August 18, 2005 2:38 PM PDT

Vista feature exposes beta machines

Windows Vista beta testers have stumbled upon a networking feature in the operating system that could pose a security risk to them--but they say they're not worried.

After installing the first beta release of the upcoming Windows client, some testers noticed suspicious network traffic to their machines. Concerned about a possible attack, these people last week contacted the SANS Internet Storm Center.

"There was very curious traffic that did not match anything that they had seen before," said George Bakos, a security expert at the Institute for Security Technology Studies at Dartmouth College who is associated with SANS. "The concern was that this may be some new type of attack, or somebody scanning for a vulnerability we were unaware of."

"The concern was that this may be some new type of attack, or somebody scanning for a vulnerability we were unaware of."
--George Bakos, security expert

The traffic was coming from computers on the Internet that, as far as the testers knew, were not supposed to be communicating with the beta machines. "It was anomalous to everything they were aware was going on," Bakos said.

After investigating the traffic for SANS, Bakos found the culprit: a peer-to-peer networking feature that is turned on by default in Vista Beta 1, released last month. The feature uses a new version of Microsoft's peer name resolution protocol (PNRP) and connects to other beta machines as soon as an Internet connection is available, he said.

That default turn-on could expose the testers' machines to some security risks, Bakos said.

It does go against Microsoft's "secure by design, secure by default and secure in deployment" principle, which the company adopted as part of its broader security initiatives. The principle calls for delivering products in locked-down mode, with features turned off.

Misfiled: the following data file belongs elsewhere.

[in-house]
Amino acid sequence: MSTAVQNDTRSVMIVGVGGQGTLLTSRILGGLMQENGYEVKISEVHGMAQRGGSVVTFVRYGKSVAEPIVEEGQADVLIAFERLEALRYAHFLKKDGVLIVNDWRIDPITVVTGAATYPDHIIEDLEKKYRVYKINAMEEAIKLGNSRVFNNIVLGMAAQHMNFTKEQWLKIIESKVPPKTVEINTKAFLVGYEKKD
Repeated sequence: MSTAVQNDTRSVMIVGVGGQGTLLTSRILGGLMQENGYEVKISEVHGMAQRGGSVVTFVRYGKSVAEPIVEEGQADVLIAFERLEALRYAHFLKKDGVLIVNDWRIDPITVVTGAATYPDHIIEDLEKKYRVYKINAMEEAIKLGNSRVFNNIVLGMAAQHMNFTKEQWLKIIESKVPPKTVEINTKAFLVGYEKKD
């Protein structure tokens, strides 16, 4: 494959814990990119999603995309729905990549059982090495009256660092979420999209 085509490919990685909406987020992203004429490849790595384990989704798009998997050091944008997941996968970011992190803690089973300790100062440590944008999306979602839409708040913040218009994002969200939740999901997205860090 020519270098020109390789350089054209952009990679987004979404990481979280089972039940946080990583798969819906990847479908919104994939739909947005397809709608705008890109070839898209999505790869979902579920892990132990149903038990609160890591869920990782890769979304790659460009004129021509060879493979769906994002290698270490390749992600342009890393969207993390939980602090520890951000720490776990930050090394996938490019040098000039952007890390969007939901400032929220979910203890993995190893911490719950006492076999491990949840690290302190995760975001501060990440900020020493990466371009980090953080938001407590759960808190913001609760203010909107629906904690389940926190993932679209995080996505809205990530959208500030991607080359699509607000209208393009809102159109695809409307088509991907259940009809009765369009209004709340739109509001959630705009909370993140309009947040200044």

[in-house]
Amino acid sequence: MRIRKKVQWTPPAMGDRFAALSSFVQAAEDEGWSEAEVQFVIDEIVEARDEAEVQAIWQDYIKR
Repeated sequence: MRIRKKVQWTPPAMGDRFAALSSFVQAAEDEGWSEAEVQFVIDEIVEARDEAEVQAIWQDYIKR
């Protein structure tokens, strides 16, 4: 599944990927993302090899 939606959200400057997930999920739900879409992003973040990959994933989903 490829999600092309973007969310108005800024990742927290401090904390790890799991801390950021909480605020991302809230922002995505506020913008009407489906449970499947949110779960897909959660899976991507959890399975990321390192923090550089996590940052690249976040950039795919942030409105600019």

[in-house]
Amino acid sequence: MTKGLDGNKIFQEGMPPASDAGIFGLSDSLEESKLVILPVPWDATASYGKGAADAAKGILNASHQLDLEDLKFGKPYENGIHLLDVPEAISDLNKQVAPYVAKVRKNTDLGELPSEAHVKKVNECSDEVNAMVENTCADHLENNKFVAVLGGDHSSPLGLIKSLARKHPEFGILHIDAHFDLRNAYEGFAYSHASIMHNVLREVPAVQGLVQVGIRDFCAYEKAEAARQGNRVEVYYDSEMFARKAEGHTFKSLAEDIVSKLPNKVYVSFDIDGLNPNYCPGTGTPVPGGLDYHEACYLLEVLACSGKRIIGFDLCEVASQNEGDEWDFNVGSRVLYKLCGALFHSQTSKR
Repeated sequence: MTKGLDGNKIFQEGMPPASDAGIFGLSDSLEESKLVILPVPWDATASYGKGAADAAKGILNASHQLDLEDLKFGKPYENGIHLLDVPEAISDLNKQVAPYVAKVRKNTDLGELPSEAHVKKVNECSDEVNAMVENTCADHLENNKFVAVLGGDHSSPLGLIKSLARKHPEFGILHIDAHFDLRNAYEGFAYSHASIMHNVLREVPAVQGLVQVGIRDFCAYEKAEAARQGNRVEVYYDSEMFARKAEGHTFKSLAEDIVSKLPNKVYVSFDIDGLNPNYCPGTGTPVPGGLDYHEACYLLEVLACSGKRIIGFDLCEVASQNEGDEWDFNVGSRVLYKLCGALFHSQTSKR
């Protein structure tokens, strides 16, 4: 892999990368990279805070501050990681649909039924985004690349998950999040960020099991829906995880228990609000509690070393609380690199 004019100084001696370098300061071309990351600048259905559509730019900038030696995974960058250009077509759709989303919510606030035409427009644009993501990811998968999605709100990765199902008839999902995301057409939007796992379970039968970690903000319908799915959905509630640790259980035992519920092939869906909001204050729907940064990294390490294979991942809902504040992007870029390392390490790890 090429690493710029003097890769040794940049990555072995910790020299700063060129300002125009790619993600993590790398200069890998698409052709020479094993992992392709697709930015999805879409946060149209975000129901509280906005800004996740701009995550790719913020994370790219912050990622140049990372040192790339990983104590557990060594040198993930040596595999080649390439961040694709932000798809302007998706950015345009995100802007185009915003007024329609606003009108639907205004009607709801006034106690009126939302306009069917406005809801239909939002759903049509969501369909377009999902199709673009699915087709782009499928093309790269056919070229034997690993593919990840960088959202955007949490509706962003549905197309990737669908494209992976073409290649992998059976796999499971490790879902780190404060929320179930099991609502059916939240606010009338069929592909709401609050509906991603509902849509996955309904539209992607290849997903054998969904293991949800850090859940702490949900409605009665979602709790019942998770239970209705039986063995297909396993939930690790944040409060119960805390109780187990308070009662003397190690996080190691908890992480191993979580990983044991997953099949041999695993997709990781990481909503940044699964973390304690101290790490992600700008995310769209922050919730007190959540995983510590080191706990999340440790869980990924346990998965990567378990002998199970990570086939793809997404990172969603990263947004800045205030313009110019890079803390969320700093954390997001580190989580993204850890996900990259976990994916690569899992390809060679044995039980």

The peer-to-peer feature is meant to enable connections between Windows computers without the need for a central server, so that they form a "peer-to-peer cloud." Multiplayer gaming is one application that Microsoft has in mind for the technology, the company has said. Third-party application makers can also take advantage of it through the use of a software development kit.

Opening in the OS
Turning the feature on by default is risky in a range of ways, Bakos said. The system opens a connection to the Internet using a protocol that has not yet been vetted for security issues. Also, the peer-to-peer service functions as a directory of connected computers and could aid attackers in finding targets.

"I recommend people be aware that (the peer-to-peer service) is there and decide if they are willing to accept the additional security risks associated with unnecessary services and protocols being used," Bakos said. "A query against the (service) may very well disclose a sizable list of Windows Vista beta users."

Also, someone concerned about privacy might be worried about having an additional identifying value associated with their machines, Bakos said. The peer-to-peer service tags the PC with a new identifier.

Microsoft does not intend to enable the peer-to-peer service by default in the final version of Windows Vista, due out late next year, said Greg Sullivan, a product manager for Windows. That means the only machines likely to be exposed by the problem are those belonging to tech-savvy beta testers, who are more able to deal with it.

"Bugs in Beta 1, well that can be expected," said Marco Drioel, a Windows Vista tester in the Netherlands. "Just disable PNRP if you think it is a threat."

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Vista, previously known by its Longhorn code name, is the long-awaited successor to Windows XP. The three design goals for the operating system are better security, new ways to organize information, and seamless connectivity to external devices. Key features include a new searching mechanism, new laptop features, parental controls and better home networking.

Two other Vista beta testers said they aren't worried, though they would have liked it if Microsoft had told them about the enabled peer-to-peer feature ahead of time--which it didn't do, they said.

"If you change the default, you need to let us know about it," said Thomas Smith, a Windows Vista beta tester in Houston. Steven Bink, a tester in Amsterdam, agreed. "Notification would not have been a luxury," he said. "But testers in danger? This is a beta, you should only run it in test environments."

Bakos agreed, noting that Vista is only in beta release, and testers shouldn't expect it to be perfect. "If you are a member of a beta program, the onus is upon you to run that system in a test environment and watch it like a hawk, because there are going to be things different from what you are accustomed to," he said.

Microsoft's Sullivan said that the software giant could have been more upfront about the service being enabled, but stressed that beta releases are precisely for trying out new features.